One Republican demand did come to fruition on Thursday, when Attorney General Merrick Garland tapped Robert Hur to serve as a special counsel to investigate Biden’s handling of the documents. The development came hours after the White House confirmed a second batch of classified papers had been discovered.
Garland in November tapped another special counsel, Jack Smith, to investigate Trump.
The news, however, is a double-edged sword for Republicans who had been hoping to see the papers and are vowing their own investigations. Hur’s appointment means it is unlikely that lawmakers will be able to obtain much information about the documents, with the probe into Trump’s handling of classified information serving as a likely precursor.
The Justice Department has rebuffed entreaties from the Senate Intelligence Committee to examine about 300 classified documents — including some labeled “top secret” — that Trump previously had in his possession at his Mar-a-Lago estate.
“[Director of National Intelligence Avril Haines] must provide the Senate Intel Committee all classified documents which were discovered in the garage of President Biden’s home in Delaware & an assessment of the risk to national security if those classified documents were to be exposed in public or foreign adversary,” Sen. Marco Rubio (R-Fla.), the top Republican on the Intelligence Committee, tweeted on Thursday.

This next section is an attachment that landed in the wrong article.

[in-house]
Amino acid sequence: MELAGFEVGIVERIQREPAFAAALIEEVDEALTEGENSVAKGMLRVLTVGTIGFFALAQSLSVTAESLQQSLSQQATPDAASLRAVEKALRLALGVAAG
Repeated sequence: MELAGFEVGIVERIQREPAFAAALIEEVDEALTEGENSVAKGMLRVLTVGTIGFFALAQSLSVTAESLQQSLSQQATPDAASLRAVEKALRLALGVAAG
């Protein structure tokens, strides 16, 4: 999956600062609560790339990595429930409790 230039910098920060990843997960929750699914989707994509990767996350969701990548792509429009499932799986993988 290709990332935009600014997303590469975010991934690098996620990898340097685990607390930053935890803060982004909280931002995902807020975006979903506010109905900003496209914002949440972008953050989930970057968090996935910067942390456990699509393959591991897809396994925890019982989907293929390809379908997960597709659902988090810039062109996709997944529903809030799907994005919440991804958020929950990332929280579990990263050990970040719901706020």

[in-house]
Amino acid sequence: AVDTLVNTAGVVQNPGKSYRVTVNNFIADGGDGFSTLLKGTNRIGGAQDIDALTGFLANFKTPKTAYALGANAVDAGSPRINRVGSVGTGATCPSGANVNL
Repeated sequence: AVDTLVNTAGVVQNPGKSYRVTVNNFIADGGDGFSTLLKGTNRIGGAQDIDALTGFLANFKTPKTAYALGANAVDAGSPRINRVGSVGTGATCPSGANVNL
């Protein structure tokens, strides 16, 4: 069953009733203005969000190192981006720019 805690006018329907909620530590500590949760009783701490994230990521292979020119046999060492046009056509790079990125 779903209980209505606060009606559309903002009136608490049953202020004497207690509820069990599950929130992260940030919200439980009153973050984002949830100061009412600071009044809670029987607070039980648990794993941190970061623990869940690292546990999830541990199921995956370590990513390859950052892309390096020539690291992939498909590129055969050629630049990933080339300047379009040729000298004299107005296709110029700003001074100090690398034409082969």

But scrutiny of Biden’s handling of classified documents is unlikely to stop there.
McCarthy on Wednesday said Congress should investigate the situation, noting that the matter could go before several committees — including the newly minted Select Committee on the Weaponization of Federal Government, which has vowed to probe federal law enforcement agencies.
“The issue with weaponization, with that select subcommittee, is the double standard,” Rep. Jim Jordan (R-Ohio), who will chair the panel, told reporters on Thursday. “The different treatment that we now see, it’s not supposed to be that way, it’s supposed to be equal treatment, equal application of the law, I don’t know that we’ve seen that.”
On Friday, Jordan launched an investigation under the auspices of the Judiciary Committee, which he also chairs.
“We are conducting oversight of the Justice Department’s actions with respect to former Vice President Biden’s mishandling of classified documents, including the apparently unauthorized possession of classified material at a Washington, D.C. private office and in the garage of his Wilmington, Delaware residence,” Jordan and Rep. Mike Johnson (R-La.) wrote in a letter to Garland.
House Republicans heading other committees are also spearheading probes into the documents.
House Oversight Chairman James Comer (R-Ky.) sent letters to the National Archives and the White House Counsel’s office on Tuesday requesting documents and communications relating to the classified materials, as well as information about the documents themselves and who may have had access to them.
On Thursday, Rep. Mike Turner (R-Ohio), top Republican on the House Intelligence Committee, sent letters to Attorney General Merrick Garland and Haines requesting a classified briefing about the classified documents in Biden’s files. Earlier in the week, he asked Haines to conduct a damage assessment based on the files.
Emily Brooks contributed.